National Assembly deputies worried about growing public debt

Wednesday, 2014-10-22 11:28:22
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Deputies are taking part in group discussion on the second day of the 13th National Assembly’s 8th plenum.
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NDO - National Assembly deputies have expressed their concerns over Vietnam’s public debt as the ratio of debt to gross domestic product nears 65%, the threshold at which debt is considered dangerous.

Under the national strategy on public and foreign debt for 2011-2010, Vietnam’s public debt − which includes debt of the central government, Government-guaranteed debt, and debt of local governments − is not allowed to exceed 65% of GDP in 2020.

However, national debt was expected to reach 64% of GDP by the end of 2015 and debt from issued bonds was not included in public debt, said Nguyen Duc Kien from Soc Trang province on October 21, the second day of the 13th National Assembly’s 8th plenum.

In addition to worries over a high level of public debt, many deputies were concerned that loans were not used effectively as evidenced by the ratio of debt payments to total revenue, which came at 26.2%, more than the 25% as previously approved.

They noted that in some developed countries, the level of bad debt is high but their payment obligation only accounts for less than 10% of total government revenue.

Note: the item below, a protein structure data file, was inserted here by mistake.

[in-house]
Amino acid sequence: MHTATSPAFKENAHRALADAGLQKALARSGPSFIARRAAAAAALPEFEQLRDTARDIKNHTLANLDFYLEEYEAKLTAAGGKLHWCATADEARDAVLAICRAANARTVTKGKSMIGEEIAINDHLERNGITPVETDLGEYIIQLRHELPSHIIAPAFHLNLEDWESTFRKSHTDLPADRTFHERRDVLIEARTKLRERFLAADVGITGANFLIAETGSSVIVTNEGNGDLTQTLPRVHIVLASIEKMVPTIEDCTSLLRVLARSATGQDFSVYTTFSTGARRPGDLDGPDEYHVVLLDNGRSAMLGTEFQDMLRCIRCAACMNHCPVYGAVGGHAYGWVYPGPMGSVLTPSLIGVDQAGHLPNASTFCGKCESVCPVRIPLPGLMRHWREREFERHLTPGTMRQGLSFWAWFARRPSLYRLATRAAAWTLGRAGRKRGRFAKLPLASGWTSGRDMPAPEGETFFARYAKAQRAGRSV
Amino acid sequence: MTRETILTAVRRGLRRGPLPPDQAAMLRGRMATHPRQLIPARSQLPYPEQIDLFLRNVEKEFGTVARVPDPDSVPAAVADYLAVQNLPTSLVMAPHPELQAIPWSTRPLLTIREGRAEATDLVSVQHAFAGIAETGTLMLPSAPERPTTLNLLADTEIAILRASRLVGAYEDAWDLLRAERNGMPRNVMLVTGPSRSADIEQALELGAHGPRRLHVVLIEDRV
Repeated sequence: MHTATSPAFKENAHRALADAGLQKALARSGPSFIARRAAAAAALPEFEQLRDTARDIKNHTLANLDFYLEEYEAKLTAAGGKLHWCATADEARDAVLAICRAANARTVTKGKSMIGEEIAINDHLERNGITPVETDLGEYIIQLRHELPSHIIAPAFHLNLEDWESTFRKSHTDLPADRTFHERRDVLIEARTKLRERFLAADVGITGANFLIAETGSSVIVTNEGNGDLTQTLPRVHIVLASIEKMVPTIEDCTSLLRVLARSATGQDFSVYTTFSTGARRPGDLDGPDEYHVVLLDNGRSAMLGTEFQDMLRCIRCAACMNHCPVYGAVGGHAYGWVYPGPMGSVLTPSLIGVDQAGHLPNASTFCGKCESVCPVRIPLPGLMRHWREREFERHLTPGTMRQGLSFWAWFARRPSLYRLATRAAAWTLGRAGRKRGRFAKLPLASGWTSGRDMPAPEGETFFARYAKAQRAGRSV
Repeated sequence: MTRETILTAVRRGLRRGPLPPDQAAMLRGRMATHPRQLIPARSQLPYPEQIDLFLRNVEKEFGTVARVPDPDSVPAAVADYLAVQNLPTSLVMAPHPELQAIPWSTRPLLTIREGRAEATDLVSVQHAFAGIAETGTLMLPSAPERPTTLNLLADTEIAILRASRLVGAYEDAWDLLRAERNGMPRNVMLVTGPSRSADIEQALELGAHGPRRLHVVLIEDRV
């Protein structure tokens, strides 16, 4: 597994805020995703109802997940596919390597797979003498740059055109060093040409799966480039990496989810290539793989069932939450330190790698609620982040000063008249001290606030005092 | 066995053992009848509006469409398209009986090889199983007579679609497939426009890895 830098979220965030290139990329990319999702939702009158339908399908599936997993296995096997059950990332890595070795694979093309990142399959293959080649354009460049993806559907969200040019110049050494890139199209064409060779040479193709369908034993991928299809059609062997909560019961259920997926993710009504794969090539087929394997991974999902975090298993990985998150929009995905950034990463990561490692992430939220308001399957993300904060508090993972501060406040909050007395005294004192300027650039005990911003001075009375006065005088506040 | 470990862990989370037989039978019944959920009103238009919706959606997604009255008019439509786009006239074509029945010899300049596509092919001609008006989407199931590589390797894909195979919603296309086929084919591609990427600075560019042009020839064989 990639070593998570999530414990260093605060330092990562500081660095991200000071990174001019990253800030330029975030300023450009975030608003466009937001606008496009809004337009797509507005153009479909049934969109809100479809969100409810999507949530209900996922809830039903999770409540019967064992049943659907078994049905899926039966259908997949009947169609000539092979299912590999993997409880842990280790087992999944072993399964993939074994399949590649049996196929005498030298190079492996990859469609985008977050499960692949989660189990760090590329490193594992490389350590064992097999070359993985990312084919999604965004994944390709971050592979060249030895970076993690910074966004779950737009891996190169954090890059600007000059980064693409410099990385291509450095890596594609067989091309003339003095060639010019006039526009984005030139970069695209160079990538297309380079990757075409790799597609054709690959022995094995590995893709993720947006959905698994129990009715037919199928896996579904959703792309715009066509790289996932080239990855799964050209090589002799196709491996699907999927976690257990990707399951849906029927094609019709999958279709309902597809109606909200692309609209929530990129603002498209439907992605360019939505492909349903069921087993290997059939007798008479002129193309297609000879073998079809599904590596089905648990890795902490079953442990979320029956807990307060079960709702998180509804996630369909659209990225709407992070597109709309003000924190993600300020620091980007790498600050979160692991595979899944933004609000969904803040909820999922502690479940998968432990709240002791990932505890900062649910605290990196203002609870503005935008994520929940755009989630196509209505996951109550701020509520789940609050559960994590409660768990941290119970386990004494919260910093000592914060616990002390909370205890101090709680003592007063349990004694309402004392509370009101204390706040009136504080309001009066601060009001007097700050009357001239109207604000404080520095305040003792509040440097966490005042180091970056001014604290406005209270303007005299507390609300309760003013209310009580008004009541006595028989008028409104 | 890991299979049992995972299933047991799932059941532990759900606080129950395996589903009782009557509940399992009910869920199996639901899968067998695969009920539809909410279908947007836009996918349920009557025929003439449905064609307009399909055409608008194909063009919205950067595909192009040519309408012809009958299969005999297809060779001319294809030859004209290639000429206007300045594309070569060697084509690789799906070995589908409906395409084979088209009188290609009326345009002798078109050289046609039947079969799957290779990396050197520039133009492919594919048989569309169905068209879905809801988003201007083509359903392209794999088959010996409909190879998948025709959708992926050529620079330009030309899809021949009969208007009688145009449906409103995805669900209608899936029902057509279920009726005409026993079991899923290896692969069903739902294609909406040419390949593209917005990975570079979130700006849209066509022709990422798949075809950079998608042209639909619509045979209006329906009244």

According to Deputy Do Kim Tuyen from Hanoi, the Government report on the country’s socio-economic development failed to clearly determine causes of weaknesses in the national economy.

She said the recent economic slowdown came as a result of slow restructuring, poor management, high public debt and bad debt, slow credit growth, and weak purchasing power among others.

The Government should focus on restructuring the economy and re-organising enterprises while simplifying administrative measures in order to achieve socio-economic targets for 2015, said deputy Trinh Thanh Khiet, also from Hanoi.

According to Ho Chi Minh City’s deputy Tran Du Lich, banks should further cut their interest rates to support enterprises as the number of companies forced to close or suspend their operations remained high and the list has started to see a number of medium and large companies.

Lich added that the situation was negatively affecting job creation, tax revenue, bad debt and overall economic growth.

Many deputies were worried that Vietnam’s economy may fall behind others in the ASEAN region, saying that Vietnam’s growth was stagnating while a number of regional countries had seen improvement and maintained high economic growth.